- A witness says a ceremonial hut caught fire; "you only heard men screaming"
- Military helicopters airlift injured victims for medical treatment
- 11 members of an indigenous tribe were killed by a lightning strike, authorities say
- "Nothing like this has ever happened here," the sister of one victim says
A lightning strike killed 11 members of an indigenous tribe in northern Colombia Monday after an electrical storm broke out during an early morning ritual.
Helicopters airlifted 13 injured people to hospitals for treatment, Gen. German Saavedra told reporters.
The lightning struck around 3 a.m. Monday during a ritual of the Wiwa community's government in the remote Sierra Nevada mountains, CNN affiliate Caracol TV reported.
Bernardo Gil Moscote, a member of the community, told Colombia's El Tiempo newspaper that villagers were gathered in a ceremonial hut to discuss problems the community was facing. He had stepped out to get a drink when he heard crashing thunder that shook the mountains.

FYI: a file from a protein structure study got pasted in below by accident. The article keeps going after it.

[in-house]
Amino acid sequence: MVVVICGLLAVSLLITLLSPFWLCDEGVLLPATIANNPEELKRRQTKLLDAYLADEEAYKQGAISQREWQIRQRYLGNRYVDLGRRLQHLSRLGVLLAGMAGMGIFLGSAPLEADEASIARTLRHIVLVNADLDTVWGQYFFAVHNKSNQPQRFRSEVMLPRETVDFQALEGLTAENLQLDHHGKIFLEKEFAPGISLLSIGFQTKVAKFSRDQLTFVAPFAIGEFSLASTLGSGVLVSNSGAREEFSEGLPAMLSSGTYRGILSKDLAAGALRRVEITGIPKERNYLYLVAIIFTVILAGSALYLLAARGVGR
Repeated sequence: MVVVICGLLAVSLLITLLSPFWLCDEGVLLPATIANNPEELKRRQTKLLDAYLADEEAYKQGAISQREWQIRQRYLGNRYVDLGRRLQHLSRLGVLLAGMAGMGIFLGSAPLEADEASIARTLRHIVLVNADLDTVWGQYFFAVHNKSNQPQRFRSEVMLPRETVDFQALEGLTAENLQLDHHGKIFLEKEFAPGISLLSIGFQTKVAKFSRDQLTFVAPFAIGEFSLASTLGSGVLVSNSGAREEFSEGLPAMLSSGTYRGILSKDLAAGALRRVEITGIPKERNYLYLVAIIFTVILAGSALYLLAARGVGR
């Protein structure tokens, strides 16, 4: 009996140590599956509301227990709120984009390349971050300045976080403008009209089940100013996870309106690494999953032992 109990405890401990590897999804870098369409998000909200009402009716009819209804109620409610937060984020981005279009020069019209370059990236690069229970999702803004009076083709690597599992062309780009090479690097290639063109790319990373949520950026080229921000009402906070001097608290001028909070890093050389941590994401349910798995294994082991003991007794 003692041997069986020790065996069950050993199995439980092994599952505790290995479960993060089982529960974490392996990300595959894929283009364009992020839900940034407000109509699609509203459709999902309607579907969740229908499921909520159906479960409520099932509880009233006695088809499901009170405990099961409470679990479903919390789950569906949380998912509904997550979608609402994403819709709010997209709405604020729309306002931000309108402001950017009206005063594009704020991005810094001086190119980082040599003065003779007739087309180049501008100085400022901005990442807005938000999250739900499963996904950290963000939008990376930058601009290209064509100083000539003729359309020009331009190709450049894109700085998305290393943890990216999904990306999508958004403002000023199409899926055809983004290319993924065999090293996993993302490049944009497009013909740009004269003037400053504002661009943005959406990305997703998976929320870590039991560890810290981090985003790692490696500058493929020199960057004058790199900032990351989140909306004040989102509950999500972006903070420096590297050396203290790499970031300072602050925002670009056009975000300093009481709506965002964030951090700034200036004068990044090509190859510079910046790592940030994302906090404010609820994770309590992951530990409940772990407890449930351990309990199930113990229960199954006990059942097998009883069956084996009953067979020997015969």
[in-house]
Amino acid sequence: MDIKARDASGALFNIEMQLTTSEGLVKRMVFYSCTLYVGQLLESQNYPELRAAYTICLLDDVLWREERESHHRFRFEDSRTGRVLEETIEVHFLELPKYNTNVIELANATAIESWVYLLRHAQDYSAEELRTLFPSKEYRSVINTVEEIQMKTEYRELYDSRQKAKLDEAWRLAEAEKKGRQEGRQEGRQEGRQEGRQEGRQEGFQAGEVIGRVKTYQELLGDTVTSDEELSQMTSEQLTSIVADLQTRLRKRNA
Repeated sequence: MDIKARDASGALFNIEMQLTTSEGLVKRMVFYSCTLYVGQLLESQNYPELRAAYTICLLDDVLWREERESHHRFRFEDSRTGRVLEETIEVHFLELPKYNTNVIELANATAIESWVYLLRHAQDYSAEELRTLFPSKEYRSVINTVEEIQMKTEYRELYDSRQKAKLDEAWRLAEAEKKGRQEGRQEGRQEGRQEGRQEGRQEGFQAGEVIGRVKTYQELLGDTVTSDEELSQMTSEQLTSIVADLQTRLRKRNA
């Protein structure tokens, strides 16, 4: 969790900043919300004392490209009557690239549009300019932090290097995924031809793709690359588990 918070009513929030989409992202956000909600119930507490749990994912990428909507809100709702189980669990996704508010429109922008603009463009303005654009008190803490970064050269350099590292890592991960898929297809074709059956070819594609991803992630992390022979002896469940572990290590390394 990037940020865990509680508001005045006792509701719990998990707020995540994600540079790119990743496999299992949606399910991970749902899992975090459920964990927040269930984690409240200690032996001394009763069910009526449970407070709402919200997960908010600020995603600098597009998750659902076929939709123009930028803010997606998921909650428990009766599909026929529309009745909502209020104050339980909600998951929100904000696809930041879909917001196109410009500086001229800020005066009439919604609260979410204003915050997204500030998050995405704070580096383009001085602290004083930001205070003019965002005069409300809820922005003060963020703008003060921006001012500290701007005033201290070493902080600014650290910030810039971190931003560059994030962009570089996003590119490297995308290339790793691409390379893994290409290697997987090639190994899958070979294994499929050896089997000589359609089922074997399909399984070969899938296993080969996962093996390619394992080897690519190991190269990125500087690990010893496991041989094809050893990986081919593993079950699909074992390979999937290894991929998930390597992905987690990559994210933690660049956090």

"When I got back, the hut was on fire," he told the newspaper, "and you only heard men screaming."
Colombian President Juan Manuel Santos tweeted his condolences and said military and police helicopters were evacuating the victims.
"I know that this is normal, that it is something that comes from nature, but nothing like this has ever happened there," said Marta Cecilia Gil, who tearfully told Caracol her brother and brother-in-law died in the lightning strike.